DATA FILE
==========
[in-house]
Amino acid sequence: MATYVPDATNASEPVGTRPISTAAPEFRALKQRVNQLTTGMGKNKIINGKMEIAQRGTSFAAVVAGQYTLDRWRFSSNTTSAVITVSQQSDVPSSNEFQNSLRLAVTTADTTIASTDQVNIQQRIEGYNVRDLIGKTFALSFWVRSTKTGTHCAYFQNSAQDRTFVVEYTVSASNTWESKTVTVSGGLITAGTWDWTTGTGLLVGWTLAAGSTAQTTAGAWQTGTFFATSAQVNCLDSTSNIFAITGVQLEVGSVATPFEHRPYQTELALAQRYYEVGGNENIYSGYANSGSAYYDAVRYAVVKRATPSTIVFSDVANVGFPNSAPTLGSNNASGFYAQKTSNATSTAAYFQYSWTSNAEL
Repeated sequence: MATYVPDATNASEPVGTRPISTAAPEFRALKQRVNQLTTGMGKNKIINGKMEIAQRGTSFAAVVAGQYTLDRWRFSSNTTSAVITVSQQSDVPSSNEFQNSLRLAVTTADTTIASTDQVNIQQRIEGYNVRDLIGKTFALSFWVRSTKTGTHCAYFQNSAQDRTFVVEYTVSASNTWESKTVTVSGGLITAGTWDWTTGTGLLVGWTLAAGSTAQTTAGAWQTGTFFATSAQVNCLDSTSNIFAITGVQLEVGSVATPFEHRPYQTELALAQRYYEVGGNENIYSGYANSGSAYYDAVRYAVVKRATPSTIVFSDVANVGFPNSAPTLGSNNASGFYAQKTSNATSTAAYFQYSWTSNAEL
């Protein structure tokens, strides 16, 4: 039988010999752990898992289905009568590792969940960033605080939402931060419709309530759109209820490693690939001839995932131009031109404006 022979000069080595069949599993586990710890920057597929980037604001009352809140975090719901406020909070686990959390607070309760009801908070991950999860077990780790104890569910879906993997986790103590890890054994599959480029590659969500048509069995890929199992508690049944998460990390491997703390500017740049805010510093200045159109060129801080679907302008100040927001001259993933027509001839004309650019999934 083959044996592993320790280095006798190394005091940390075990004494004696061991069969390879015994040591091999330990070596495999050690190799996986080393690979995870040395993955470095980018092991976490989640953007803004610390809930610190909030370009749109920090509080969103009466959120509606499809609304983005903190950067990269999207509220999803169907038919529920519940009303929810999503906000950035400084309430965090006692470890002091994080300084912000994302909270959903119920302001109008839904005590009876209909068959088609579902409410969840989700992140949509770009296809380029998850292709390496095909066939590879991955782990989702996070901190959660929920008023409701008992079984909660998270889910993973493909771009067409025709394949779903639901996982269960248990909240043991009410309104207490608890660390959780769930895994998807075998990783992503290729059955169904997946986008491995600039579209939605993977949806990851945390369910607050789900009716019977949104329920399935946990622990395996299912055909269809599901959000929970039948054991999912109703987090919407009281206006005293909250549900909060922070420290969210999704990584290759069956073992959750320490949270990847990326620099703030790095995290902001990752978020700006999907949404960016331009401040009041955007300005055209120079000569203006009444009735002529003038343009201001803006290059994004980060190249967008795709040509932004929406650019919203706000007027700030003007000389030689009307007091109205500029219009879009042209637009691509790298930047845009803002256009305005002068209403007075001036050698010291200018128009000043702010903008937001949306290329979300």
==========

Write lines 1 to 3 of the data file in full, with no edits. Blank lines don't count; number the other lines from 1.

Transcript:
[in-house]
Amino acid sequence: MATYVPDATNASEPVGTRPISTAAPEFRALKQRVNQLTTGMGKNKIINGKMEIAQRGTSFAAVVAGQYTLDRWRFSSNTTSAVITVSQQSDVPSSNEFQNSLRLAVTTADTTIASTDQVNIQQRIEGYNVRDLIGKTFALSFWVRSTKTGTHCAYFQNSAQDRTFVVEYTVSASNTWESKTVTVSGGLITAGTWDWTTGTGLLVGWTLAAGSTAQTTAGAWQTGTFFATSAQVNCLDSTSNIFAITGVQLEVGSVATPFEHRPYQTELALAQRYYEVGGNENIYSGYANSGSAYYDAVRYAVVKRATPSTIVFSDVANVGFPNSAPTLGSNNASGFYAQKTSNATSTAAYFQYSWTSNAEL
Repeated sequence: MATYVPDATNASEPVGTRPISTAAPEFRALKQRVNQLTTGMGKNKIINGKMEIAQRGTSFAAVVAGQYTLDRWRFSSNTTSAVITVSQQSDVPSSNEFQNSLRLAVTTADTTIASTDQVNIQQRIEGYNVRDLIGKTFALSFWVRSTKTGTHCAYFQNSAQDRTFVVEYTVSASNTWESKTVTVSGGLITAGTWDWTTGTGLLVGWTLAAGSTAQTTAGAWQTGTFFATSAQVNCLDSTSNIFAITGVQLEVGSVATPFEHRPYQTELALAQRYYEVGGNENIYSGYANSGSAYYDAVRYAVVKRATPSTIVFSDVANVGFPNSAPTLGSNNASGFYAQKTSNATSTAAYFQYSWTSNAEL